“Failure investigations start by collecting all available parts. This I have done on many occasions. Critical making sure you try and collect carefully so that no further damage is caused to collected parts. Also, a log of parts and locations from largest to smallest. These locations will spread from surface through the water column to sea floor. From visual and magnified views, components’ crack paths can be recorded. Typically, a map of all these crack paths this can be fixed to a few initial locations. From these initial locations possible failure causes can be suggested.   

“This might require scanning electron microscopes and Xray detection, to analyse material compositions and crack growth rates and directions. This is likely to take 6 months+ as there are many interested in the results both personally and for legal redress.”


Prof Roderick A Smith, FREng, Imperial College London, said

“It looks likely that the issue is a failure of the pressure hull. As much debris as possible needs to be brought to the surface for close examination. The site of the rupture needs to be identified 

The body consists of a carbon fibre cylinder end capped by titanium hemispheres . Carbon fibre fails by delamination or from internal defects in its construction .The joints between the carbon fibre and the titanium need very careful inspection. It is also possible that the bolted down sealing device which lowed entry has failed. The violence of the implosion means that it may be very difficult to determine the sequence of events. Hence the need for retrieval and painstaking examination if possible”


Dr Jasper Graham-Jones, Associate Professor in Mechanical & Marine Engineering at Plymouth University, said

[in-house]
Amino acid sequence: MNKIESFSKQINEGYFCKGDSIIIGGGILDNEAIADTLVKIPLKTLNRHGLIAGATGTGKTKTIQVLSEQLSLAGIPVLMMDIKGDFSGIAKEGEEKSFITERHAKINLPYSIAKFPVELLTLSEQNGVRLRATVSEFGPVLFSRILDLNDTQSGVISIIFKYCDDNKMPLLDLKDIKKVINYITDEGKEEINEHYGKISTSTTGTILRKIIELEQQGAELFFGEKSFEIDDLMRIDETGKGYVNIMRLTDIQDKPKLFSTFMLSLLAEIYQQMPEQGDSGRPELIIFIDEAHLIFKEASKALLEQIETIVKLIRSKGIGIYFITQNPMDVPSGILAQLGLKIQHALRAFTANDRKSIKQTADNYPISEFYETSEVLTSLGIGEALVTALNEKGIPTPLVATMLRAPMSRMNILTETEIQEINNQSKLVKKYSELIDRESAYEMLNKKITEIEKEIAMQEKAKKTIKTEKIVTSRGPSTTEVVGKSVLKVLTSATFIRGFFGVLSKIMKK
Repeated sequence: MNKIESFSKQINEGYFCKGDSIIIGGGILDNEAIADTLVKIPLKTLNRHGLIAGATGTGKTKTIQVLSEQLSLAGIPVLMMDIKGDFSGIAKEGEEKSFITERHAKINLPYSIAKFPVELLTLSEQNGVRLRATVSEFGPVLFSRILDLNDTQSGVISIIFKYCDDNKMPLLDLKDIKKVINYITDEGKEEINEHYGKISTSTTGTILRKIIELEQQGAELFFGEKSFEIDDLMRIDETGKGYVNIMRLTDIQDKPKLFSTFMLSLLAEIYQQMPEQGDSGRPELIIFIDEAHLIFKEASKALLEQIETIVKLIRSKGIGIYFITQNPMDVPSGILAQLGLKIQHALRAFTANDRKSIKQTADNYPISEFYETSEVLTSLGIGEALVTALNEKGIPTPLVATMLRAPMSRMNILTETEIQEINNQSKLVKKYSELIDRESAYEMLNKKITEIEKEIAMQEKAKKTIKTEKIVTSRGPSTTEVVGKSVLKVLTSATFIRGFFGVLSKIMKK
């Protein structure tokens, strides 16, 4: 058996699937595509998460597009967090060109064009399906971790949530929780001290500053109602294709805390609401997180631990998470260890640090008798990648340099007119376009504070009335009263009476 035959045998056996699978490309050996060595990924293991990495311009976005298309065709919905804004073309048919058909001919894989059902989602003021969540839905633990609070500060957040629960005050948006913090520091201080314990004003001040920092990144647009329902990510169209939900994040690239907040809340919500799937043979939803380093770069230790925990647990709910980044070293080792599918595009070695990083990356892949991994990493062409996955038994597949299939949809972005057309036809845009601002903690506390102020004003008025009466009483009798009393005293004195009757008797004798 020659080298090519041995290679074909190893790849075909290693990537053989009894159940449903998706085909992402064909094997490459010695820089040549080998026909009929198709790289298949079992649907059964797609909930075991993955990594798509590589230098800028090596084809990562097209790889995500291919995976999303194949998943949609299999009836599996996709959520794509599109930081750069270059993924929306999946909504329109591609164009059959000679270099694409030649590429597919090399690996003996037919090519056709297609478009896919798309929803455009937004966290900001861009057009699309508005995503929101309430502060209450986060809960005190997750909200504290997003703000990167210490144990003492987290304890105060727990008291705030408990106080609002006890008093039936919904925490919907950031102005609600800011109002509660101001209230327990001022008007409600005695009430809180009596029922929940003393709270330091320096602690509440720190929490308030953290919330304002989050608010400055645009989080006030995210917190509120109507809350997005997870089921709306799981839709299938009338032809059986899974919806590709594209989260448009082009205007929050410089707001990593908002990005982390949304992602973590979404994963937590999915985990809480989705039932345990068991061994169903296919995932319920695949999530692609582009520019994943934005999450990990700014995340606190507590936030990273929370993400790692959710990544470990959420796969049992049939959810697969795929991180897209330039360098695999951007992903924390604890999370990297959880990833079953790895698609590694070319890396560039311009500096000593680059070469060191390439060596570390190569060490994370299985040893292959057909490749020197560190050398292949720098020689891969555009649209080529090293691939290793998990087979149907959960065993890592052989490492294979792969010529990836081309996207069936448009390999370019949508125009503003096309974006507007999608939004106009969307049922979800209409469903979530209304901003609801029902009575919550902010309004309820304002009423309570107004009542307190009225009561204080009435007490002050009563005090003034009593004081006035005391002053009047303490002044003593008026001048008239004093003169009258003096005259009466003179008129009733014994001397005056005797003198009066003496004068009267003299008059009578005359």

“Critical are the composite hull. The rear cover and landing frame could separate from the Carbon fibre hull. If the debris include past of the Carbon fibre hull this this is likely to be a implosion failure, that could have been by delamination fatigue failure”


Comment sent out 22/06/2023 discussing the oxygen levels in the submersible:

Prof Hugh Montgomery, Director, UCL Institute Human Health and Performance, University College London (UCL), said:

How will the crew on the Titan be affected as the oxygen runs low? Would breathing exercises or meditation for example extend the air supply time? How would the temperature of the cabin affect the crew?

“In short: humans are obligate aerobes- that is, they must burn fuel with oxygen, and can only support a small amount by non-oxygen burning for short periods.

“The body makes every effort to defend a core body temperature (about 37C), so allowing the chamber to cool won’t reduce oxygen demands: indeed, shivering may increase it.

“The only effective way to limit O2 demand in this circumstance is not to burn excess energy- so stay immobile/ sleep as much as possible. Meditation can slightly reduce demand (less ‘stress hormones’ and less movement/ more relaxed muscles) but a) such effects will be marginal b) they need to be practiced and c) the whole crew would need to have been practiced in this way.”


Comments sent out 21/06/2023 after reports that ‘underwater noises’ were detected:

Dr Jamie Pringle, Reader in Forensic Geosciences, Keele University, said:

“The fact the acoustic noises are 30 mins apart is a great sign, unlikely then to be from another submarine (which typically only go down to 900m), a surface ship propellor which would be continuous etc so most likely manmade. Acoustic (sound) noise travels far in water (a la whale sounds) so that is both good and bad news, you would still need 3 of those static buoys to be able to triangulate the sound source to get a position fix (as they do to calculate earthquake epicenters etc). These sonobuoys used are using either passive or active detection (the BBC have done a great job of explaining this, see – A visual guide to the Titanic sub rescue mission – BBC News).

“This is different from a sonar survey, which uses either a towfish from a surface vessel or Unmanned self-propelled one for deeper waters (this was what was used to find Emiliano Sala’s crashed aircraft in the English channel a few years ago for example) but this was a lot easier to locate as a) the water was so much shallower and b) wasnt lots of Titanic ship parts left in a debris field which would make it hard to spot the sub from the rest. Good science bit behind this is here – Emiliano Sala search: Body seen in plane wreckage – BBC News